BlackEnergy – Simple to Control and Hard to Detect

Posted on July 16, 2014 by .

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BlackEnergy is a web-based DDoS (distributed denial of service) bot, which was created in the mid-90′s by Russian hackers. BlackEnergy provides the attackers with an easily controlled web-based bot that can target more than one IP address per hostname and due to the runtime encrypter, the author has used, BlackEnergy botnet can prevent antivirus detection.

BalckEnergy provides a tool for hackers to create floods to different systems and servers, causing them to overload and deny service. Black Energy can accomplish those attacks from multiple systems at a time, attacking various IP addresses, which makes the attacks quite severe.

From the time, the BlackEnergy was initially launched until 2008 no significant changes in its way of work have been detected. 2008 new major update, known as Black Energy 2, has emerged. BlackEnergy is also knows as Backdoor.Win32.Blakken. Till then, the modulations mostly included different rootkits, so that various weak points in the operating systems can be exploited. Diverse droppers and Trojans were used to disperse BlackEnergy.

The most recent version of BlackEnergy has been transferred by a zip-file, claiming to contain a list of unsafe passwords. The zip-file itself opens normally, and the user can find an actual list within. Once the list is opened BlackEnergy starts to spread in the system as a background process, while an actual document with passwords acts as a decoy to the unsuspecting user.

BlackEnergy 2 – Step-by-step to Hostile Overtaking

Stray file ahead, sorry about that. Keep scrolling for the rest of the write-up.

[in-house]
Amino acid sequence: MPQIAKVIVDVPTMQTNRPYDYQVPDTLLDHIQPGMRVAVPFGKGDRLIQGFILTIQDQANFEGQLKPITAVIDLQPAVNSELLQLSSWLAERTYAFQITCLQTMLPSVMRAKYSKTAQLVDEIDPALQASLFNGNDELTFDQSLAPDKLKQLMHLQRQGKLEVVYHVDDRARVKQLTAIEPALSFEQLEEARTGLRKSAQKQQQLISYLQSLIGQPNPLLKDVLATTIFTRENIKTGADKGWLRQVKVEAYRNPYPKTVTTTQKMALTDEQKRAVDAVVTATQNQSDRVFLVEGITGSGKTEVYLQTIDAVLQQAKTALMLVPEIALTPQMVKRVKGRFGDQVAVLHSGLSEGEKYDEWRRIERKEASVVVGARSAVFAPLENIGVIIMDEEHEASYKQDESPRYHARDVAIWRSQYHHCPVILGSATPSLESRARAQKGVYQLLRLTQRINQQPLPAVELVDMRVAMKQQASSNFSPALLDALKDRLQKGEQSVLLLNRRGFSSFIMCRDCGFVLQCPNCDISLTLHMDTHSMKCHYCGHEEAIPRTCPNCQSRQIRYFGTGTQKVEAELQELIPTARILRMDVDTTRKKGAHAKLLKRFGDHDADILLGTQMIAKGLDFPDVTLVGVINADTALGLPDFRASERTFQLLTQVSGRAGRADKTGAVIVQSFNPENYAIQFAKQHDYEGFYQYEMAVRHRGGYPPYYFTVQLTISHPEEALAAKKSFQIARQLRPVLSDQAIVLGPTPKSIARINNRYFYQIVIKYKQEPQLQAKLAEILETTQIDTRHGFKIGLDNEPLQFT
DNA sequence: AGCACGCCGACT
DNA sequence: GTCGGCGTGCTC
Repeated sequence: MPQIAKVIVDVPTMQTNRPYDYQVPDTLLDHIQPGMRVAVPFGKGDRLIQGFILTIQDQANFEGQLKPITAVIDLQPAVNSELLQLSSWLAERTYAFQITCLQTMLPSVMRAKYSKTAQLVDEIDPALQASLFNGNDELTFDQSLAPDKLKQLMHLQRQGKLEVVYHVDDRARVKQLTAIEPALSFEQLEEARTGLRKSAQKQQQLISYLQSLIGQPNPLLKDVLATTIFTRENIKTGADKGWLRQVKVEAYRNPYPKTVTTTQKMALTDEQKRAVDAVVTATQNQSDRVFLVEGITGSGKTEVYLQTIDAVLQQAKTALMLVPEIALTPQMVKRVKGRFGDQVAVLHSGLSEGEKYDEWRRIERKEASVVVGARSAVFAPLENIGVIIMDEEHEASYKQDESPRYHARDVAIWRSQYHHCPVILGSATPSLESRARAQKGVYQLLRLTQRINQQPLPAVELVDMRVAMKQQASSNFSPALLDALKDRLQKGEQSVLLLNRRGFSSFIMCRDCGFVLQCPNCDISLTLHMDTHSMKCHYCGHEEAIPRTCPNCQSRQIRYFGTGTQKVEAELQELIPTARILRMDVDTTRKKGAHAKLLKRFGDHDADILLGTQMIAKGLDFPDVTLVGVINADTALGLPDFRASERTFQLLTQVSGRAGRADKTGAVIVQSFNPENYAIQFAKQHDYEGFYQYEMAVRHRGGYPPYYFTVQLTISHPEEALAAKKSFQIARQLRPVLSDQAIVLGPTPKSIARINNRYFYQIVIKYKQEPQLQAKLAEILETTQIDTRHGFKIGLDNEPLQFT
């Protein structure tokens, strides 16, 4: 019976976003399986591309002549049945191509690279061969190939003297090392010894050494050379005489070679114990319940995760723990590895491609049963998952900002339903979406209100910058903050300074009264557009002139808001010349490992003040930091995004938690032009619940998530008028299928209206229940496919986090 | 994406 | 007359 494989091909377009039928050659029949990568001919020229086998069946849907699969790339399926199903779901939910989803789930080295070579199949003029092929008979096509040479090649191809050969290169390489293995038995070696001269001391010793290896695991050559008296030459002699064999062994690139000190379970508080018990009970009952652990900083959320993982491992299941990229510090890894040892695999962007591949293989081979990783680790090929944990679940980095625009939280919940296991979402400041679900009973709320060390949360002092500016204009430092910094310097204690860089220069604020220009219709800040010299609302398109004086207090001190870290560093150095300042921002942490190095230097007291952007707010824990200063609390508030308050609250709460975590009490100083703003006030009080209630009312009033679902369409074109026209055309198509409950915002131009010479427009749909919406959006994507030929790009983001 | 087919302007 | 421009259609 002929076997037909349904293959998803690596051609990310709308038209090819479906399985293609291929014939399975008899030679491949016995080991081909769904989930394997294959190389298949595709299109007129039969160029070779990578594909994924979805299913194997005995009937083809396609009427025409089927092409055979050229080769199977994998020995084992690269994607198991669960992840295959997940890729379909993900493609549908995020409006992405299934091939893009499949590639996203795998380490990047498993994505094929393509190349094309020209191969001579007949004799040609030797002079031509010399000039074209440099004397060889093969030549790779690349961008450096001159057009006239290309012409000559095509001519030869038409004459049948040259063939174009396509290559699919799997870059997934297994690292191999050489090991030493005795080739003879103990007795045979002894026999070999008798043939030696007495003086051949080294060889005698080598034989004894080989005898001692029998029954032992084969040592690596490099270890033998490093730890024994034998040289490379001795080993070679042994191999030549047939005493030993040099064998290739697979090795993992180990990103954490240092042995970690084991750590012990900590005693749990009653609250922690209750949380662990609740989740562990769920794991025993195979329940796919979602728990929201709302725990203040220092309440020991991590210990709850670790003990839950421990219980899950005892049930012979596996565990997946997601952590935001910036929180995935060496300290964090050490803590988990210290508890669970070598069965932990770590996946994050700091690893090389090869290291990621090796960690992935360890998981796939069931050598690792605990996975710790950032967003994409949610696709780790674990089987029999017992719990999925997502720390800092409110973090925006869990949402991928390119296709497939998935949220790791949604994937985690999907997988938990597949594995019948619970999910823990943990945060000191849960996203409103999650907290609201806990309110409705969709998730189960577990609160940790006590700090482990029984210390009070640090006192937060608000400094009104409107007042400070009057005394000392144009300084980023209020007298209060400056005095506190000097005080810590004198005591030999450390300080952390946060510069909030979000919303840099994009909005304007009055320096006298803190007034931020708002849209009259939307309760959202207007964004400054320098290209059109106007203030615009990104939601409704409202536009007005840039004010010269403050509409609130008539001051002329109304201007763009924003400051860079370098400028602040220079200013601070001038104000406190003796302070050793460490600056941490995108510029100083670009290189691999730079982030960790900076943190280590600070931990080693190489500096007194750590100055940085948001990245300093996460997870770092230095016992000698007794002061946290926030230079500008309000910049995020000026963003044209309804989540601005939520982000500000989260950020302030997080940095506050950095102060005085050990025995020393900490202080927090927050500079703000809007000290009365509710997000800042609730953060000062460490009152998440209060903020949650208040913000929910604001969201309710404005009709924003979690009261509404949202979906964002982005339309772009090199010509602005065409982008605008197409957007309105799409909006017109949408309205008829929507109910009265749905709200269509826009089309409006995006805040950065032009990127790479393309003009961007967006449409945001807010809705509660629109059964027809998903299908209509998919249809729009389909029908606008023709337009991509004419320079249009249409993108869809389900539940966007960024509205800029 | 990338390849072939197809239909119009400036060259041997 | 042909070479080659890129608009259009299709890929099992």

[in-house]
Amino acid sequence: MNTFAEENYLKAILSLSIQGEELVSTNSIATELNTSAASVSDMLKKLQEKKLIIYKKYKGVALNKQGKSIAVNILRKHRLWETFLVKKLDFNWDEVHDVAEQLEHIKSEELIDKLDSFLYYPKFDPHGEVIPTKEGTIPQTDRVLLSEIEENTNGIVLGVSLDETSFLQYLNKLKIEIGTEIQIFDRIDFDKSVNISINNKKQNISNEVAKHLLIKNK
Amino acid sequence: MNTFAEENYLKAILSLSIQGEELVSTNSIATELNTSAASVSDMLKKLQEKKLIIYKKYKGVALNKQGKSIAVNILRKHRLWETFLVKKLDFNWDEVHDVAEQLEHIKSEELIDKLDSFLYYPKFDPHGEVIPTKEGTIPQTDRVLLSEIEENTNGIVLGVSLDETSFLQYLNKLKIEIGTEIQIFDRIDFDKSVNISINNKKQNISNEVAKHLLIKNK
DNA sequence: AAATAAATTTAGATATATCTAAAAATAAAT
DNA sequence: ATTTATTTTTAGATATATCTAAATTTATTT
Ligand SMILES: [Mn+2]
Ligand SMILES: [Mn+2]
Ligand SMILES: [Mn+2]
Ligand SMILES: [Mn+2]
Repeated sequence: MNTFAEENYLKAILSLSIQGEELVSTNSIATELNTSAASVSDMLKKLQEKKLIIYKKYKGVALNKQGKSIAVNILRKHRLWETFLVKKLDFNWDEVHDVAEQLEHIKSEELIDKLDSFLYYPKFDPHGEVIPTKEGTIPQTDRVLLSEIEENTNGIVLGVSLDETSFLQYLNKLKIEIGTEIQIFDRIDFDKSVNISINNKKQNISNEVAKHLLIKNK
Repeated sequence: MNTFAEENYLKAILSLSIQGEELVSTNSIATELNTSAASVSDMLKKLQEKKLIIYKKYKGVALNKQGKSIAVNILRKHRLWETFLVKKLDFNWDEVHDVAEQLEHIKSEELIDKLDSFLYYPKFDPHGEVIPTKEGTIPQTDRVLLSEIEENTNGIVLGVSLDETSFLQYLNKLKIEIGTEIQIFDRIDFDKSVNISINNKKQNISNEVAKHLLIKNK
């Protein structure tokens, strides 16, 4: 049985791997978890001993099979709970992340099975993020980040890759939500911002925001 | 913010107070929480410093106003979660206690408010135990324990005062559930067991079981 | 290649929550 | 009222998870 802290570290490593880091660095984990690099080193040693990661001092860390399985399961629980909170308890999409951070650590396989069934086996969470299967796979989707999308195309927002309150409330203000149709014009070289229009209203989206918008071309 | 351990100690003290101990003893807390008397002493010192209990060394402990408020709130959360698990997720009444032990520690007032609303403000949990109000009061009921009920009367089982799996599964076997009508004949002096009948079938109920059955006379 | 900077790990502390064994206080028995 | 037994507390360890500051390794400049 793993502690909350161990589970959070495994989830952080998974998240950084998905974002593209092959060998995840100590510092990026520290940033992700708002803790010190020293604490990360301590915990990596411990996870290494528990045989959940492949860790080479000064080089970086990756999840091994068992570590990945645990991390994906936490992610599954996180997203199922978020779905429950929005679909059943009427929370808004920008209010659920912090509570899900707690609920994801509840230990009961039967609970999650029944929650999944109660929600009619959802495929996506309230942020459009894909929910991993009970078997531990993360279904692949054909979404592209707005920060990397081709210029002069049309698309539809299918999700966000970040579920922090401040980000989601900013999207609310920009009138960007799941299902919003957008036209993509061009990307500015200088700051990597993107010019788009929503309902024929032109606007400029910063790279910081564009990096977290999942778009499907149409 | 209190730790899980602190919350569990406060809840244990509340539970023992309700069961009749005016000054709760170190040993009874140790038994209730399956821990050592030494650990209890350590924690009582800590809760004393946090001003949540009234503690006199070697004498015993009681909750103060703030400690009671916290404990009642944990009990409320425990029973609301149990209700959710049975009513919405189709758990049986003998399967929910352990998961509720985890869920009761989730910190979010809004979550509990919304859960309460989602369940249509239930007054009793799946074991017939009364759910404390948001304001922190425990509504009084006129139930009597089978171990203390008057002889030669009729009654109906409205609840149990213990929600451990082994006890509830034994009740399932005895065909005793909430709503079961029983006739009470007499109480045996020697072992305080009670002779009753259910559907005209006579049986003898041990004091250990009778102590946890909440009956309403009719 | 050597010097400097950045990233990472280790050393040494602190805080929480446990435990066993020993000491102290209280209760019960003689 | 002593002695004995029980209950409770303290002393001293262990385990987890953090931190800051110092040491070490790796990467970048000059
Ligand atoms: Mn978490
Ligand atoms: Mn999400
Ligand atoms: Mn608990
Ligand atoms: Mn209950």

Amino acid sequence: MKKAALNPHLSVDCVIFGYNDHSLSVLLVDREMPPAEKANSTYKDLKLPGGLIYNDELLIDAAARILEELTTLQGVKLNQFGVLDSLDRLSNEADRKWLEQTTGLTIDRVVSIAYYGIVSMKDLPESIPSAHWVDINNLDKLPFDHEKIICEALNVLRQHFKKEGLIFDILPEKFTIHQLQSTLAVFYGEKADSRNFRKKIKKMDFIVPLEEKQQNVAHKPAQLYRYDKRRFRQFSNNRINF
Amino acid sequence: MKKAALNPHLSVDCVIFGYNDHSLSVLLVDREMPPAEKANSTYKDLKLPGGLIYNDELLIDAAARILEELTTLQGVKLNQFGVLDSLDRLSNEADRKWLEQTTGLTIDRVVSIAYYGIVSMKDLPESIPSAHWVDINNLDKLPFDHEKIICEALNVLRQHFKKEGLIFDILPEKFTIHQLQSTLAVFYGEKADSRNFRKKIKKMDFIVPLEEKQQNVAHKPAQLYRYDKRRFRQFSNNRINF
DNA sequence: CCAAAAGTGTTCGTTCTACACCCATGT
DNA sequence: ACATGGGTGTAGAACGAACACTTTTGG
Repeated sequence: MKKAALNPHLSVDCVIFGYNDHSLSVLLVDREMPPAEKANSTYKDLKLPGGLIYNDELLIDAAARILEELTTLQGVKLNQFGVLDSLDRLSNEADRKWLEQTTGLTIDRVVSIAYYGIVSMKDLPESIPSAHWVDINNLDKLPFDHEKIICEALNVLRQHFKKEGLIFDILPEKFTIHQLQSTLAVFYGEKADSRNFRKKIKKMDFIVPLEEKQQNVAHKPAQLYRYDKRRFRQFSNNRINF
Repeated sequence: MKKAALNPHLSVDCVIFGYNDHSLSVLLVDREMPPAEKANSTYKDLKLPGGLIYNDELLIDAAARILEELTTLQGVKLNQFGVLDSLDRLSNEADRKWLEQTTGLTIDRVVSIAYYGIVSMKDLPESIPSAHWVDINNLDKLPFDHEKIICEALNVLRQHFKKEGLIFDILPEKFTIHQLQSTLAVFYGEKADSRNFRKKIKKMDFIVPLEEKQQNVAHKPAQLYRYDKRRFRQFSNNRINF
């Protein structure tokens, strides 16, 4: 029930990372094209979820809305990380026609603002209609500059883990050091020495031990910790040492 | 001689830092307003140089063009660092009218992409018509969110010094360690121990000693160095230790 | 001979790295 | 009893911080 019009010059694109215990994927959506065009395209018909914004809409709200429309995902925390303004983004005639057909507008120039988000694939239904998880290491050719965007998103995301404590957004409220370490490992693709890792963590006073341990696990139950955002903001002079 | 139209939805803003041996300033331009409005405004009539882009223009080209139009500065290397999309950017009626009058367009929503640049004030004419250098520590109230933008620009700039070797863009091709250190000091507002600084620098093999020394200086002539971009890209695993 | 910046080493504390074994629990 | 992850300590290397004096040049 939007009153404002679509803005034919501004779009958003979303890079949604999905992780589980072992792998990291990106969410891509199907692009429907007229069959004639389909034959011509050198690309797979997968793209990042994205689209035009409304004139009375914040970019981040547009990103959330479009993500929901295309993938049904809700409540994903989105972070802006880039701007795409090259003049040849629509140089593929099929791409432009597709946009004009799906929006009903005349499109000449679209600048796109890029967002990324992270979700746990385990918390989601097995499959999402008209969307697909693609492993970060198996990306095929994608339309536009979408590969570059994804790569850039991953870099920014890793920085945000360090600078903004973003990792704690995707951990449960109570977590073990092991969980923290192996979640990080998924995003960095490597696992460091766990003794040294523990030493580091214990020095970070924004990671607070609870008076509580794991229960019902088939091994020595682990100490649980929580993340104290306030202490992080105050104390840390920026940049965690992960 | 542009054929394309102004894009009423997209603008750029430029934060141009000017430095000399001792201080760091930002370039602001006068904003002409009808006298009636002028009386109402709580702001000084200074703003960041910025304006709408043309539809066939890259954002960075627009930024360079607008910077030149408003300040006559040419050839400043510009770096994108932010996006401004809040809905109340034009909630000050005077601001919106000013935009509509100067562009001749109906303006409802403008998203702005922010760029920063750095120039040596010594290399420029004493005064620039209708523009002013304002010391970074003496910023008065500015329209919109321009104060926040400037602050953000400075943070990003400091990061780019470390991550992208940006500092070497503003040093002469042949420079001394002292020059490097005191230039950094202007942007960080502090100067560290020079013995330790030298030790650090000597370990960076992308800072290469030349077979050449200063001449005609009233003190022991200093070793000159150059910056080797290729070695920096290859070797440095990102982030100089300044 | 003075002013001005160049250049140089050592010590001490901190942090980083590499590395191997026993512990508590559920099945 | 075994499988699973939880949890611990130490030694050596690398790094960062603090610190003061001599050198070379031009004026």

The bot has a few main functions. Each of them is performed by a separate component of the program:

  • to hide the virus from the antimalware-program
  • to infect the system processes
  • to suggest flexible ways for the execution of the malicious activities, that the C&C (Control and Command) center sends

Similar to other threats, BlackEnergy 2 has a protective layer that does not allow the antivirus-products to detect it. As soon as an executable file is activated on the computer, the malicious application allocates virtual memory, copies the decryptor code on it and transfers control to the encryptor.

Once the decryptor code has been executed, it is placed in the memory. After its execution, a decryptor driver is created in the C:\Windows\System32\Drivers folder and a descriptor service is activated. The driver itself works as a cover for most of the interesting processes that follow after.

Inside of the decryptor driver is a block of encrypted data. That data is an infector which will insert a DLL into the svchost.exe.

The DLL inside the svchost.exe is the most important part for launching a DDoS attack from the infected computer. The DLL has a data string that creates an XML file that defines the bot’s original configuration. Among the data is the address of the botnet’s C&C. Sometimes there are more than one addresses added so there is a backup if the initial one cannot be contacted.

The bot then sends a preformed http request to the C&C, which contains details about the infected computer. That would include an identifier of the computer, serial number of the hard drive on which the Windows is installed, country, language strings, etc. If the Command and Contact Center authorizes the request, it replies with a bot configuration file which is an encrypted with RC4 XML document. The encryption itself is created with the computer identifier sent previously by the bot so that only that specific computer can operate with it.

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